Drinking alcohol causes cancer by 'damaging DNA'

Here's How Alcohol Can Damage DNA and Increase Cancer Risk

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'Our study highlights that not being able to process alcohol effectively can lead to an even higher risk of alcohol-related DNA damage and therefore certain cancers, ' said Patel.

Their findings offered more detail about how alcohol increases the risk of developing 7 types of cancer, including common forms such as breast and bowel cancer.

Study leader Professor Ketan Patel, at the Medical Research Council Laboratory of Molecular Biology, said: "Some cancers develop due to DNA damage in stem cells".

The study also examined how the body tries to protect itself against damage caused by alcohol.

Researchers in England conducted the study in mice, however, experts say that the mechanisms linking alcohol to DNA damage are the same in mice and men.

"Drinking alcohol damages blood * a class="glink tt_basic" href="/page_1716.asp" rel="*page.asp?obj_id=1716&cAct=SIMP" *stem cells by altering their * a class="glink tt_basic" href="/page_1676.asp" rel="*page.asp?obj_id=1676&cAct=SIMP" *DNA, raising the risk of developing cancer, scientists have found.

These stem cells are crucial for replenishing cells lost throughout the life span, but once they are damaged, they can spread the damage further.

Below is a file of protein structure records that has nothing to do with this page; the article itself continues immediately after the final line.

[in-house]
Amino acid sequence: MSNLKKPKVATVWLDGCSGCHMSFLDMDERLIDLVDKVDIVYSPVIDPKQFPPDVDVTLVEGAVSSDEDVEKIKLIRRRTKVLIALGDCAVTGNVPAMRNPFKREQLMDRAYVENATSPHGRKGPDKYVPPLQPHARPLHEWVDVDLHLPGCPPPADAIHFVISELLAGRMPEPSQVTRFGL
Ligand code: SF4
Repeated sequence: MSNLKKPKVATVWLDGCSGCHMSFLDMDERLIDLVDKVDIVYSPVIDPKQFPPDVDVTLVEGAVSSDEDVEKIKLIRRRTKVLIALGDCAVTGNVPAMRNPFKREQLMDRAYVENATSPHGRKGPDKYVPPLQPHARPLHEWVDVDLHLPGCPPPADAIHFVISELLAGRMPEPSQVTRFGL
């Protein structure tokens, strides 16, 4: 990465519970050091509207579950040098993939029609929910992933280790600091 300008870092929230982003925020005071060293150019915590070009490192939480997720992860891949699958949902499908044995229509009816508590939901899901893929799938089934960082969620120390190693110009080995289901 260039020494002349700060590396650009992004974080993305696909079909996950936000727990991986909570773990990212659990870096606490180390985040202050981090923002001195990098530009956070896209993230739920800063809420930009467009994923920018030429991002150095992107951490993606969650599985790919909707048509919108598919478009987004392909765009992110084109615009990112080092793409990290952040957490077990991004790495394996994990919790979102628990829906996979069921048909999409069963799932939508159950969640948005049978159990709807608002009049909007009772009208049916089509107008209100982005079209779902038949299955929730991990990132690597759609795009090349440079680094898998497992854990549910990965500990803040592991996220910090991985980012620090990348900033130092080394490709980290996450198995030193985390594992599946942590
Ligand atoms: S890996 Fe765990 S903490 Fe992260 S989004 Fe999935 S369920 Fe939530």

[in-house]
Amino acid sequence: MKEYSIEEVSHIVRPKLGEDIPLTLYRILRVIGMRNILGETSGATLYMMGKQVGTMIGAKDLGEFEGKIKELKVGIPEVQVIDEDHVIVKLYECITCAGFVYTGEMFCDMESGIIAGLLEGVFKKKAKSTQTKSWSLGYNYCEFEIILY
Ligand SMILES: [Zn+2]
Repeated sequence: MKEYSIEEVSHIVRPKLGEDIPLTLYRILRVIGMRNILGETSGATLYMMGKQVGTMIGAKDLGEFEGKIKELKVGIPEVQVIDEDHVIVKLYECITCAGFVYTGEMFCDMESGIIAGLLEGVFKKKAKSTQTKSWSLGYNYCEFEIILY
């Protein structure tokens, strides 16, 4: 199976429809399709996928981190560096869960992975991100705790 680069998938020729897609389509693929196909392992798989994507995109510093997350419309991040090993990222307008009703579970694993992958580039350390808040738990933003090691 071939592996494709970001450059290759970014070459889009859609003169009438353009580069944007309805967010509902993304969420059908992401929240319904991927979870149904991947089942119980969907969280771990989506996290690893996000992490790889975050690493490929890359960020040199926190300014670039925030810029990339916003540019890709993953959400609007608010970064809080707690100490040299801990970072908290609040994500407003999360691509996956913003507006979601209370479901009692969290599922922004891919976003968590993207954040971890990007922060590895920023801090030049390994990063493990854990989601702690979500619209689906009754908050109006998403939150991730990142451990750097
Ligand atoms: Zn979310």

The study, which was published on January 3, in the journal Nature, took a precise look at how exposure to alcohol, and the compounds that result when the body breaks down alcohol, cause damage to chromosomes in blood stem cells.

Researchers concluded that people who are deficient in defenses against alcohol are more likely to experience DNA damage and their risk of cancer skyrockets. However, acetaldehyde doesn't always have such a destructive effect on the body thanks to two saving mechanisms.

"This thought-provoking research highlights the damage alcohol can do to our cells, costing some people more than just a hangover". It was found that acetaldehyde broke and caused damage to DNA within blood stem cells, leading to chromosomes being rearranged and DNA sequences being permanently altered. The first layer is a protective enzyme called aldehyde dehydrogenase 2 (ALDH2), which prevents build-ups of acetaldehyde, and the second repairs the DNA damage. They learned that a byproduct of alcohol metabolism dubbed acetaldehyde turns into poison which can dramatically affect the drinker's DNA.

In the study, mice lacking ALDH2 suffered four times as damage compared with the other ones.

But in some instances and in some people - particularly people from South East Asia - the fix systems fail to work, meaning their cells are unable to fix effectively.

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